While Leo “loves all sports”, both at local and national level, he feels that Boyne RFC stands out for the way it brings together players from rival counties Louth and Meath.
“I’ve had a lifetime in Drogheda and I’m passionate about the town and the area,” he said.
“I’m more of a Meath man than a Louth man, but I would support Louth if Meath weren’t playing.
“I know there’s terrible rivalry for historical reasons, which I never fully understand, but the beauty of Boyne Rugby Club - and I will say this strongly - is that you have Louth and Meath people playing sport together.
“You have multiple Gaelic clubs and multiple soccer clubs, but in the town of Drogheda we have one (rugby) club and it’s been a great achievement and it gives us a fantastic direction.
“With the challenges that are facing the country and the world at the moment, with drugs, IT, technology, it’s a very challenging time for young people now, so the more directions they have . . .”
Leo then turned his attention to what he sees as the number one need of the town of Drogheda from a sporting perspective, and contrary to what some people might think it isn’t more pitches or another swimming pool.
“There’s one thing we really need in Drogheda, that will help all sporting clubs in the town,” he said unequivocally.
“It’s third-level education. We’ve the Dundalk IT up there and DCU up there (in the other direction) and there’s no reason why we can’t have something.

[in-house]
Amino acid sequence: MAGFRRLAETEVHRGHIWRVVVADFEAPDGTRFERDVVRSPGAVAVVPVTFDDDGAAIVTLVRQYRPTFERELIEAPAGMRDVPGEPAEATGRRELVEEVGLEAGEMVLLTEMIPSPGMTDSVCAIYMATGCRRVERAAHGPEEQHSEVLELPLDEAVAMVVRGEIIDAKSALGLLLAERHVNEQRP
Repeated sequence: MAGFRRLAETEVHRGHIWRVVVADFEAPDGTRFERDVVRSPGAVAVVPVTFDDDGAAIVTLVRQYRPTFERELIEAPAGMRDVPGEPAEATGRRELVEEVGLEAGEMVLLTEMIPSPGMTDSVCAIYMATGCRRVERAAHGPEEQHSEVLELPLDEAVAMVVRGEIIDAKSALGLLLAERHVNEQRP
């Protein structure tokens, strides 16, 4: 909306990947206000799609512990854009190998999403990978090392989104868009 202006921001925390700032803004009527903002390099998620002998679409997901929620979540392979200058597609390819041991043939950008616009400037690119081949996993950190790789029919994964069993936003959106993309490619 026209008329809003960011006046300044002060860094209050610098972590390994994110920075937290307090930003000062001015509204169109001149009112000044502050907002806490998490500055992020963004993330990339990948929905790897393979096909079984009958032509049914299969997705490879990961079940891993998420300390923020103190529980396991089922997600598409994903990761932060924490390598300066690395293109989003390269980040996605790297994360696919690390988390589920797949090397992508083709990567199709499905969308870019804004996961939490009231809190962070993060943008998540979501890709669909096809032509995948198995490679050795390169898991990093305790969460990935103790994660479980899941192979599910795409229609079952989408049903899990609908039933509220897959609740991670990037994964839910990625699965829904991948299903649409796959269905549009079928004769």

“It’s one thing that really hurts us. When we were coaching the U19s we had Leaving Cert, pre Leaving Cert and college (students) and the only night we could train with a full team was a Friday evening when the lads came back from college.
“So if we had third-level in Drogheda it would help Gaelic clubs and soccer clubs (as well as rugby).
“I’ve been thinking about it a lot and I think if all the sporting organisations in Drogheda and the greater Drogheda area came together and formed a body to put pressure on the powers that be, I think we could make it happen.”
Returning to his own club, Leo feels there are plenty of people in the local community who can do their bit, however small, to help take Boyne to the next level, whether that be on or off the pitch.
“When you look at clubs and the way they are run and you’ve committees, there will be people out there that might have fallen out with Boyne. Why? Maybe it’s something the committee did, but that always happens. That’s called life isn’t it.
“I would love them to come back. I feel nobody is bigger than the club and the club will be here a lot longer than I will. When I’m gone there’ll be somebody else there.
“It’s unusual that I’m president because I was involved in the amalgamation. It’s 25 years on and it’s kind of funny the way it happened. I probably could have been president two years ago, but Covid stopped that, so maybe it’s just destiny and that’s the way I see it.
“The presidency is a huge honour. I don’t look for things like that - I like to be in the background and I’ve been on the committee for a number of years - but if by being president I can help improve the club and move it forward - obviously with the committee because it’s not just one person - that’s why I’m taking it on.
“It gives you a mantle. You can go and talk to people. They know where you’re coming from and what you’re speaking about.
“When I go to someone and I want them to help support the pitch, what am I asking them to do? I’m asking them to support the youth of Drogheda that play rugby, I’m not asking them to support me.
“We all know the problems in society, and one of the strongest ways of making things improve is sport.